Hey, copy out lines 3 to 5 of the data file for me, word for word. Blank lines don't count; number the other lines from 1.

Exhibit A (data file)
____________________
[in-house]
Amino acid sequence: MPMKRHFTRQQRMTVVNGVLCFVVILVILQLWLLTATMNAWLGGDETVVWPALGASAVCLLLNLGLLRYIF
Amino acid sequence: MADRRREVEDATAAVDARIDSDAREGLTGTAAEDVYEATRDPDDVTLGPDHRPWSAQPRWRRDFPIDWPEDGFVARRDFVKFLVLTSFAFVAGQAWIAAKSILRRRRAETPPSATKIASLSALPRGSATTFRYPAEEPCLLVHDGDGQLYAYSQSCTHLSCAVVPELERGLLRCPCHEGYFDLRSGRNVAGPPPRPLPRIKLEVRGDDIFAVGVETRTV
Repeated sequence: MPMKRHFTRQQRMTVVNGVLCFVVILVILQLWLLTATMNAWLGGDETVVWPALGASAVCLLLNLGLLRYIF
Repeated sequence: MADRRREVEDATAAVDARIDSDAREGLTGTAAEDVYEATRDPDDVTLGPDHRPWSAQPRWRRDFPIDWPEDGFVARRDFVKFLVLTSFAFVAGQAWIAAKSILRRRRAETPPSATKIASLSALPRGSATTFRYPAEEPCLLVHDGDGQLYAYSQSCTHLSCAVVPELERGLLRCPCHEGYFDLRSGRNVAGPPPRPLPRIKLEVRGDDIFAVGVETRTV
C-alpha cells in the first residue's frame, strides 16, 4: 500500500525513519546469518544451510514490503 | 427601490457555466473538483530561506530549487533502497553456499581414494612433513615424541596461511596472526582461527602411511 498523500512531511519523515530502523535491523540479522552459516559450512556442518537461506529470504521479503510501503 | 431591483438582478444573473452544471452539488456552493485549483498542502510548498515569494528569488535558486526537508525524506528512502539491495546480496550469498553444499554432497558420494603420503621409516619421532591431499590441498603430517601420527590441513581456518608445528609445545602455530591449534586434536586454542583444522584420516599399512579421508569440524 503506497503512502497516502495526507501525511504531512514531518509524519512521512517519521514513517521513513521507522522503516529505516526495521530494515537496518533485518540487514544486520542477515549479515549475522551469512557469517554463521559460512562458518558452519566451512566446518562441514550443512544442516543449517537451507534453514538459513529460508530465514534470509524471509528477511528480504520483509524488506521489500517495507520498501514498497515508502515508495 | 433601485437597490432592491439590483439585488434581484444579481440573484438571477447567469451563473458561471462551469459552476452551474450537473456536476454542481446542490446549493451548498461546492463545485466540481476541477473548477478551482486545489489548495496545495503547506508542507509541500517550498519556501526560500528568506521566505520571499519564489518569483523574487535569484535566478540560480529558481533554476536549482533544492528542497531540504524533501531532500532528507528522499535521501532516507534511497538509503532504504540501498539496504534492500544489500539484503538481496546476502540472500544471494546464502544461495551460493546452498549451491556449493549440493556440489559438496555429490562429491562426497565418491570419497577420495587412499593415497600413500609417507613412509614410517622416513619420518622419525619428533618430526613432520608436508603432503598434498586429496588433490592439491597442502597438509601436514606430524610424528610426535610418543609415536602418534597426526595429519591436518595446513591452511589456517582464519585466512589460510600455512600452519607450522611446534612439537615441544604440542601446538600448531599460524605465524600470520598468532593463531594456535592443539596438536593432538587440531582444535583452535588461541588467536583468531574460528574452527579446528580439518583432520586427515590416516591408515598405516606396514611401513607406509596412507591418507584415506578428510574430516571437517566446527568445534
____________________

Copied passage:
Amino acid sequence: MADRRREVEDATAAVDARIDSDAREGLTGTAAEDVYEATRDPDDVTLGPDHRPWSAQPRWRRDFPIDWPEDGFVARRDFVKFLVLTSFAFVAGQAWIAAKSILRRRRAETPPSATKIASLSALPRGSATTFRYPAEEPCLLVHDGDGQLYAYSQSCTHLSCAVVPELERGLLRCPCHEGYFDLRSGRNVAGPPPRPLPRIKLEVRGDDIFAVGVETRTV
Repeated sequence: MPMKRHFTRQQRMTVVNGVLCFVVILVILQLWLLTATMNAWLGGDETVVWPALGASAVCLLLNLGLLRYIF
Repeated sequence: MADRRREVEDATAAVDARIDSDAREGLTGTAAEDVYEATRDPDDVTLGPDHRPWSAQPRWRRDFPIDWPEDGFVARRDFVKFLVLTSFAFVAGQAWIAAKSILRRRRAETPPSATKIASLSALPRGSATTFRYPAEEPCLLVHDGDGQLYAYSQSCTHLSCAVVPELERGLLRCPCHEGYFDLRSGRNVAGPPPRPLPRIKLEVRGDDIFAVGVETRTV